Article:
Normally I do not mention techniques here I cannot post with photos when I do not have pics of the suggestion...This time I will because I have done this well in the body of my trailer twice...I am currently doing it now again, it is working well with a few changes I have learned to incorporate since the original try in 1991.
I did not know FBRV then, computers being new and all...forget digital cameras!!! way too pricey, also F.R.P was a new material just coming up into its own right.
The first try...the concept. (1991) done in a Campster
Imagine sectioning the trailer ceiling into separate spaces using the top of the window frames as lines by elongating them, "think the top inside window box fur strip with its top straight horizontal piece going from the bulkhead wall to the front cow
l". The wood fir strip has an ell notched into its underside by cutting into the wood strip via a table saw prior to installing, at the backside facing up towards its window side is the notched edge, the other side is identical.
Now imagine putting silver bubble wrap insulation up against the exterior hull from inside, (then I used carpet foam) next cut textured F.R.P. (fiberglass reinforced panel) slightly larger than needed calculating the extra for the top curves in the ceiling, this curve extra measure added to the cut is needed
plus "sum" for the notch work in the fur strip
it helps lock the F.R.P. panel in place later, clicking into the extended wooden window fur strip now bordering the ceiling.
The "extra sum
" + the curve measure sum
" also puts the correct tension
into the panel when clicked into the ell cut into the backside of the wood window frames elongated bordering the ceiling. This causes the panel to arc squarely and smartly into the curved spaces at the top of the ceiling holding the removable panel there without any adhesive.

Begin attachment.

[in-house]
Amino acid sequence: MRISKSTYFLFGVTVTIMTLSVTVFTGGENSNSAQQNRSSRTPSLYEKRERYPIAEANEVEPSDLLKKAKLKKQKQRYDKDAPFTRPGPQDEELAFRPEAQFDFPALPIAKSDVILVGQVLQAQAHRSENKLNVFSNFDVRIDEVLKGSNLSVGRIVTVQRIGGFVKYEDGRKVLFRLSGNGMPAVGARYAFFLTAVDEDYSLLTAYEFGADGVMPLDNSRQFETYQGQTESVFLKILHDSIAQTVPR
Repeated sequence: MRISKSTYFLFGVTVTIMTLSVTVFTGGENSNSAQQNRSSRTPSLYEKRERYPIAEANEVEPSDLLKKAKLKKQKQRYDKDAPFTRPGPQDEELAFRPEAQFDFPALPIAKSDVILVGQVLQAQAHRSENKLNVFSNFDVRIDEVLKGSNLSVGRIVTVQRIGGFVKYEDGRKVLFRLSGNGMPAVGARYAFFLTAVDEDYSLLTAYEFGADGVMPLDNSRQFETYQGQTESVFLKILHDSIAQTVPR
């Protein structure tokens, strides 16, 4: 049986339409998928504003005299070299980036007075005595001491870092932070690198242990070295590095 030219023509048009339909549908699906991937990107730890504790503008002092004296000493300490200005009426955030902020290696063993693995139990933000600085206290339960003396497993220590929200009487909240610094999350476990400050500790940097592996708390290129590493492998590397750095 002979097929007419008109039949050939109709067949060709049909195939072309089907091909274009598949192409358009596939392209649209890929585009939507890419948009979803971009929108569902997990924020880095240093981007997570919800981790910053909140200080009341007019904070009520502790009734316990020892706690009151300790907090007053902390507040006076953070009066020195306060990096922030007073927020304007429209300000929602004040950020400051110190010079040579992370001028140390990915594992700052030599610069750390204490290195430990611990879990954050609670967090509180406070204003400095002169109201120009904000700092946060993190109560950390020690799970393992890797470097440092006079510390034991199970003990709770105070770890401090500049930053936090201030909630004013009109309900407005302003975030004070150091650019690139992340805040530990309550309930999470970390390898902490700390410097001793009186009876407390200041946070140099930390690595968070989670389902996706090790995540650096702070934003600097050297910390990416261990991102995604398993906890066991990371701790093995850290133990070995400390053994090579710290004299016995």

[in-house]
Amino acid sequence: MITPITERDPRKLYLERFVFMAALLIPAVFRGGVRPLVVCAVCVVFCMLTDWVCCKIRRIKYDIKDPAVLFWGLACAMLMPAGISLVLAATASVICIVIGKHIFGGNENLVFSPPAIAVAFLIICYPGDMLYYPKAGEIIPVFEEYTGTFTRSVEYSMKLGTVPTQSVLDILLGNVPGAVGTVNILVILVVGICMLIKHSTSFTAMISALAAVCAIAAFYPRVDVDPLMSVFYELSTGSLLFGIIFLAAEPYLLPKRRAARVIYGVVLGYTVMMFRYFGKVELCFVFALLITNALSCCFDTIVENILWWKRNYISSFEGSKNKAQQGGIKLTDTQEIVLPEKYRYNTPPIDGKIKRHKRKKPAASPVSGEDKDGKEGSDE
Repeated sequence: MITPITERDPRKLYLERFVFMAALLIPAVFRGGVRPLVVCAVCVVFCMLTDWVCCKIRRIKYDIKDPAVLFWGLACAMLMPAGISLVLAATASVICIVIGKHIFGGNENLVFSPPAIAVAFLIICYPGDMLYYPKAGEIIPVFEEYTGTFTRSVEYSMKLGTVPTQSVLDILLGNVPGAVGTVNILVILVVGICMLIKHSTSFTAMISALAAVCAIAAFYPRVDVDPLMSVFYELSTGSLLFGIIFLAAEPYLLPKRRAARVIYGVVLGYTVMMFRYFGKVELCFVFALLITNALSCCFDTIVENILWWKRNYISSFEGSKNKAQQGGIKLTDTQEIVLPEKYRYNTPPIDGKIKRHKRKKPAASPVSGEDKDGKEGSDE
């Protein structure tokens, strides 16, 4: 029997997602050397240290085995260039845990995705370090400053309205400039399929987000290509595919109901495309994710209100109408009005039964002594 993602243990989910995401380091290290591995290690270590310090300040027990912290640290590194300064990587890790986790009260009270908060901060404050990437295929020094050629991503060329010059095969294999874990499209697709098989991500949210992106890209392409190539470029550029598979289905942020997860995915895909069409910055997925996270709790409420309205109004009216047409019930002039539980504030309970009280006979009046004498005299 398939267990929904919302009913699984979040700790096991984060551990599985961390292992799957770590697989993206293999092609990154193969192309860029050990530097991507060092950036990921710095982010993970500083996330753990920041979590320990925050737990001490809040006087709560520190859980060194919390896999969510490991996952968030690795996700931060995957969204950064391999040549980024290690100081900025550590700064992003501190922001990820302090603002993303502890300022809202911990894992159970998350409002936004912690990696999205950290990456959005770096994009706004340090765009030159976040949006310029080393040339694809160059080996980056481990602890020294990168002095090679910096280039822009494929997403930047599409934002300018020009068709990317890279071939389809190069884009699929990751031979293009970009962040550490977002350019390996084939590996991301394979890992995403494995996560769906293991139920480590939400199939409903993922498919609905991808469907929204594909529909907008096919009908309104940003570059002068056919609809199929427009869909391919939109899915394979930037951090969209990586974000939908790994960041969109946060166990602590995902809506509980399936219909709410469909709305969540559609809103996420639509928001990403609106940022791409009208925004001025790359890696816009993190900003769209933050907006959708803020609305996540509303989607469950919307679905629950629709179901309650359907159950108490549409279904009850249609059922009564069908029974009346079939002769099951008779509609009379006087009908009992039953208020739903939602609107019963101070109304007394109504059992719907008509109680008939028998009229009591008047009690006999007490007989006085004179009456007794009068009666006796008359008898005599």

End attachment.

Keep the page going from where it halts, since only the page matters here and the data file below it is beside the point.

That was the prototype concept. How I handled the cowl or nose area was a different solution.
In the prototype trial run years ago (1991) I learned that heat can cause a slight sag in the F.R.P. panel when heated when a non reflective
insulation is used.
I live in the high desert, so this is a good testing ground for that issue.
Now in this current remodel, I have built an oak center console against the ceiling from the front trailer cowl/nose to the pop-top hatch, it now trisects the roof space into thirds, solving any thermal sag issue once panels are in place because they are smaller panels.
In this second try I have a panel tensioned into place from the top window to the outside edge of the center console (reading lights
dvd player there now) the console continues with the insulation in place behind it dead center with the the other third F.R.P. panel as a repeat performance on the other side. My horizontal cuts are easy below the window also clicking into place with no sag issue ever, with bubble insulation behind everything.
Currently the Astro body is upside down and disassembled, I am closing holes and re-finishing the trailer in 2 part epoxy Perfection tm. as my Astro hull needs to be completely sanded because of sun damage or I would send pics now.
When in a week or two longer after I re-sanding the millionth time again, applying Perfection tm. re-finishing the section under the belly band I will flip it over reassembling the panels again inside the interior...I will photo it again, I just thought I would burst out this solution to my Astros thin skin issues because I have not really seen it done this way liking the results, so this is my 2 cents worth.
The pics I originally took died in the last P.C. fiasco never to be recovered again...I sent the drive in to a rescue recovery service but they could not rescue that part of it...Now I upload to internet storage my pics.
Hope I spit it out right to be visualized.
Happy Camping, Safe Trails.